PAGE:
Rampant corruption in the public transport sector has been blamed on heavy fines imposed on traffic offenders by law courts.
Matatu owners and drivers from the Eastern region admitted that corruption is the order of the day on Kenyan roads and that the vice will not stop soon if urgent measures are not taken to remedy the situation.
They confessed that they part with bribes to avoid being arrested and taken to court where they get harsh penalties.
Giving their views on Wednesday during a road safety sensitisation meeting in Embu, the matatu drivers narrated how they fear being arraigned to face ruthless judicial officers.
"We give the traffic officers money when we are caught operating unroadworthy vehicles because the bribe demanded is little compared to the fine imposed," one of the owners said.
The meeting had been organised by the National Transport and Safety Authority (NTSA) and attended by the Regional Commissioner Isaiah Nakoru and top police bosses in the region.
The matatu owners explained that when they appear in court, they are fined between Sh10,000 and Sh20,000 for a single offence while a traffic officer asks for between Sh50 and Sh500 to let them go.
"Instead of being taken to court to be fleeced, we opt to give bribes to officers enforcing traffic rules,” another participant added.
They called on the national government to have the fines reviewed downwards if it is serious in eradicating graft in the matatu Sector.
In response, Mr Nakoru warned that the vice will not be condoned.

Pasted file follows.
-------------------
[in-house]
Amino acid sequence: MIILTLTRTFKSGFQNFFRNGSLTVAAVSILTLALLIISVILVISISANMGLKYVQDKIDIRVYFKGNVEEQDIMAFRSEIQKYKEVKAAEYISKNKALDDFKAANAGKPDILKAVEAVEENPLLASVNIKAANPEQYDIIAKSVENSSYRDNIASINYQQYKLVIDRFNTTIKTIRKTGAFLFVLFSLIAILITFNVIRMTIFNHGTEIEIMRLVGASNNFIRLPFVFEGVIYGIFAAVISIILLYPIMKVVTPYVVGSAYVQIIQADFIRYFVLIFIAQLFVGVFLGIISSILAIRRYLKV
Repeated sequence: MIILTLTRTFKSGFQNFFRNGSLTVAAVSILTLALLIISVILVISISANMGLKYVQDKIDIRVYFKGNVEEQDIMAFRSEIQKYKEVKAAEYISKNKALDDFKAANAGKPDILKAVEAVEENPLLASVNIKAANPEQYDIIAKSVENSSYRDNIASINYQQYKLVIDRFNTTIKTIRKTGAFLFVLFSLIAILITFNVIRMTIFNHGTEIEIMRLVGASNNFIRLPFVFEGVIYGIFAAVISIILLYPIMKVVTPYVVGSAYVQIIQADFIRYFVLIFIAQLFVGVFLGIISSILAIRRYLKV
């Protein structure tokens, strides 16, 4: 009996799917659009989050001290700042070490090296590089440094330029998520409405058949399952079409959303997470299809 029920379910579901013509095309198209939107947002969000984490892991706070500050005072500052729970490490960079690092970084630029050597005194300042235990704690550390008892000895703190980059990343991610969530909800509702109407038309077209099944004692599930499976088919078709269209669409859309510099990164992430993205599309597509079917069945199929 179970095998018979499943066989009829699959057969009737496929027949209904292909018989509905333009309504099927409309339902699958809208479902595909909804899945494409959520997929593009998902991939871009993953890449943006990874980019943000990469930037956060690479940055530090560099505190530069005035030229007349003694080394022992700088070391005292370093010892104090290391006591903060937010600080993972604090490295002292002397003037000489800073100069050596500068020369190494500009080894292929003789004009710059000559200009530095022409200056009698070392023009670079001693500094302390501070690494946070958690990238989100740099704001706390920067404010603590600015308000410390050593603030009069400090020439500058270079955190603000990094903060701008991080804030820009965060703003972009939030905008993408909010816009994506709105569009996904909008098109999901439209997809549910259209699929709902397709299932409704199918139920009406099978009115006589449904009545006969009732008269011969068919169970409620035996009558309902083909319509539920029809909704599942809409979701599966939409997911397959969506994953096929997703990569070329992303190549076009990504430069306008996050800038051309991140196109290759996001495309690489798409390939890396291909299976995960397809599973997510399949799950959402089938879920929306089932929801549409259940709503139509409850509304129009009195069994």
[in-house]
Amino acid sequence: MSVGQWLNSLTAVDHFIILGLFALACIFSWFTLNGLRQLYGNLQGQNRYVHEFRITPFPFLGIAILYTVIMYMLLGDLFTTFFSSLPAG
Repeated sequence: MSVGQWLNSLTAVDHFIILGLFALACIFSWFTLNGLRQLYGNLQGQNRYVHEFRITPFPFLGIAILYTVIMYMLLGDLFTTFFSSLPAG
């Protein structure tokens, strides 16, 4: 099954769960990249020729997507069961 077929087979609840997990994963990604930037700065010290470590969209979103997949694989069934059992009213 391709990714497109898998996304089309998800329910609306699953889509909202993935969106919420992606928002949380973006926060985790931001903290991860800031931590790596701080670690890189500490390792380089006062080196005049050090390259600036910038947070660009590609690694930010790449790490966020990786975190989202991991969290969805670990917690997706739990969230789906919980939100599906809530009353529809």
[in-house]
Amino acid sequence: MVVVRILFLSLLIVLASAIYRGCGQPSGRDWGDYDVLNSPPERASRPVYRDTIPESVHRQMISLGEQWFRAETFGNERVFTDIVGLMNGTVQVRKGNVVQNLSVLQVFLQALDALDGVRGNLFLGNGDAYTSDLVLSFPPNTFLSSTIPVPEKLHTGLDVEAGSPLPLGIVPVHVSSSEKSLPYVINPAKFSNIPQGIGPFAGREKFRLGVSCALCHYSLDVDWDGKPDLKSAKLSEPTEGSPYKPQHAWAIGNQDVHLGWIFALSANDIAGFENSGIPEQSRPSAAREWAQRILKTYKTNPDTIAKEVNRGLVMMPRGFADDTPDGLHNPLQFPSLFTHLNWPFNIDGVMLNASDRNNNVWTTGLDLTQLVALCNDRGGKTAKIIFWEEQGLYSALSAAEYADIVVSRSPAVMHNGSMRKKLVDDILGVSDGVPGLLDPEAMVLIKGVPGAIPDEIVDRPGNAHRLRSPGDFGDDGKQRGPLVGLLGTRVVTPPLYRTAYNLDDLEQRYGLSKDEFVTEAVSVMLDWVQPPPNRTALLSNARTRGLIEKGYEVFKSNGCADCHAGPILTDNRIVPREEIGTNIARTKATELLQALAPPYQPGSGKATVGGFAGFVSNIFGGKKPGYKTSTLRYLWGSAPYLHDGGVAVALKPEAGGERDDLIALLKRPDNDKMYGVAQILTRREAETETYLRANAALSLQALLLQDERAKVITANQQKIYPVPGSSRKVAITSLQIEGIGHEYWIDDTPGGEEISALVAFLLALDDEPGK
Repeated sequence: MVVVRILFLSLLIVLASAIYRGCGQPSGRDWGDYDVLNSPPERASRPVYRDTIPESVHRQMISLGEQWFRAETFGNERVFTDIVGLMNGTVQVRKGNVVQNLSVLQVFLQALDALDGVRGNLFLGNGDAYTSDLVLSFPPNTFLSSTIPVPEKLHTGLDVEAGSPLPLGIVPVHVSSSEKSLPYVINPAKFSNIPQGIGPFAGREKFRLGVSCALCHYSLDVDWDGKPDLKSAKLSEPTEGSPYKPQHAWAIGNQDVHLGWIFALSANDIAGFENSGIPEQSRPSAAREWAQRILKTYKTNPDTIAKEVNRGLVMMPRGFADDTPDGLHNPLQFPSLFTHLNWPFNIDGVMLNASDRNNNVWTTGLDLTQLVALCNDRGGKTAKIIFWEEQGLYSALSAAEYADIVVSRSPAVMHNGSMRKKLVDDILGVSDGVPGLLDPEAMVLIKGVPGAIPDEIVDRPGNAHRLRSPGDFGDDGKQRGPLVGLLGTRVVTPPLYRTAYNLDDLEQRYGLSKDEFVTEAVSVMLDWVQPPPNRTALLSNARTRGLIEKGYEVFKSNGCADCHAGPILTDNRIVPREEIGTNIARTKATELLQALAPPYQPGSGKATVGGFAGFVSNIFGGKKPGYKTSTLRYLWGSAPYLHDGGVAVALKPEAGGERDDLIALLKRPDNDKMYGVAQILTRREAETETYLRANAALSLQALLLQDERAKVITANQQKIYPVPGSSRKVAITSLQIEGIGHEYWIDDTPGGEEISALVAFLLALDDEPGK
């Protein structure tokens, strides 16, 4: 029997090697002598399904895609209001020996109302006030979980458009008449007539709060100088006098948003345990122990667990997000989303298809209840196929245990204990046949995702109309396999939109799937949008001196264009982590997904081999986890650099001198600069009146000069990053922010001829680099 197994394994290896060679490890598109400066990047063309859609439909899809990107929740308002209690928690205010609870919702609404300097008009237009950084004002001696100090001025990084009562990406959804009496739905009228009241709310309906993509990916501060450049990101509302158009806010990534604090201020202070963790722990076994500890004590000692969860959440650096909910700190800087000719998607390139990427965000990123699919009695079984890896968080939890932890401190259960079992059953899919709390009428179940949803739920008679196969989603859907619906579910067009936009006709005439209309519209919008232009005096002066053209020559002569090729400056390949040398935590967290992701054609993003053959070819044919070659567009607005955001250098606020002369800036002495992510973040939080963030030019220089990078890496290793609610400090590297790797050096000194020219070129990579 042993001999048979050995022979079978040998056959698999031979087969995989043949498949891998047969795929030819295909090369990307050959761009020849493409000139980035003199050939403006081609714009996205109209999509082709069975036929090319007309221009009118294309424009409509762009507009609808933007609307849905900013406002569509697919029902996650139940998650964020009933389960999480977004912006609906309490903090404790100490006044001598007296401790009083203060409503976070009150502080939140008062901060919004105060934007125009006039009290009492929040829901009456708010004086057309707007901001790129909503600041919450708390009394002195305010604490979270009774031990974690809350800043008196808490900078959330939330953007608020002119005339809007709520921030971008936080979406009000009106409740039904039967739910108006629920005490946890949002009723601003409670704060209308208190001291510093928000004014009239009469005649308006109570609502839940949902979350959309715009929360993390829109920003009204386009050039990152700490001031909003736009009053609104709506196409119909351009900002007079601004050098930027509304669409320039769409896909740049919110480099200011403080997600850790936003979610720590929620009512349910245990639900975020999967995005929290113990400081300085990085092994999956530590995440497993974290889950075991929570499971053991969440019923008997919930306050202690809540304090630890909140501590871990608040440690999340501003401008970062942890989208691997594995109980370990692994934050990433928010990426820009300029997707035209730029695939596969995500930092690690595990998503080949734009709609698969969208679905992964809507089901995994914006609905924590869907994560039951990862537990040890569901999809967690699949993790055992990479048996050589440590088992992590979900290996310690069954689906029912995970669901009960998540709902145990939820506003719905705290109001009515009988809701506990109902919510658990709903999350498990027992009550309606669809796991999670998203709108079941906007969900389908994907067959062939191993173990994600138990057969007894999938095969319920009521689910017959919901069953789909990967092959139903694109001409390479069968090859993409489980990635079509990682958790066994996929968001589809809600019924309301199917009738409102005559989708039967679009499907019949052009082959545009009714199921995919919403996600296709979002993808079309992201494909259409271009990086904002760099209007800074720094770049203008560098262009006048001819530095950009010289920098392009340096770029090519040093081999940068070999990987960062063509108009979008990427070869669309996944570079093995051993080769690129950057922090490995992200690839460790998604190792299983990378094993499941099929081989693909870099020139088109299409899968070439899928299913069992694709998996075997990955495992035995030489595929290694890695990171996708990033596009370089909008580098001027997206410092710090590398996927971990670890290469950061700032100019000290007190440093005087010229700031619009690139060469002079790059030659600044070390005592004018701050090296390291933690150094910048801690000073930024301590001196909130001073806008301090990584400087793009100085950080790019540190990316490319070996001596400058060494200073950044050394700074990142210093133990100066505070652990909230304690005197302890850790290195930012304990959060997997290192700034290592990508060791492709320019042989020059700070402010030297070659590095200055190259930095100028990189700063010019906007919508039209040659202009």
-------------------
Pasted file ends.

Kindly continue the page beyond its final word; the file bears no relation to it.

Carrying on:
"This country operates under the rule of law and we are determined to stamp out graft in the sector," he said.
The administrator warned that any matatu owner found abetting corruption will not be spared.
"It is illegal to give bribes to police to avoid being charged," he stated.
He instructed Regional Police Commander Lydia Ligami to ensure dishonest matatu owners face the full force of the law.
Mr Nakoru revealed that 3,974 passenger service vehicles operate in the region, some of which are unroadworthy.
He vowed to ensure that faulty vehicles were phased out of the roads.
"The defective vehicles are responsible for the increasing road accidents in the region and they must go. We do not want our people to continue dying in this area," he stated.
Ms Ligami pledged to have Toyota Probox cars operating as PSVs impounded and their owners prosecuted.
She stressed that the cars are operating illegally and that they should be removed from the roads.
Ms Ligami also cautioned that officers found soliciting bribes from matatu drivers will face disciplinary action.
NTSA Manager Joseph Gichuhi urged the matatu owners to observe traffic rules to reduce fatal crashes on the roads.
He dismissed as misleading claims that NTSA had licensed Probox cars to carry passengers.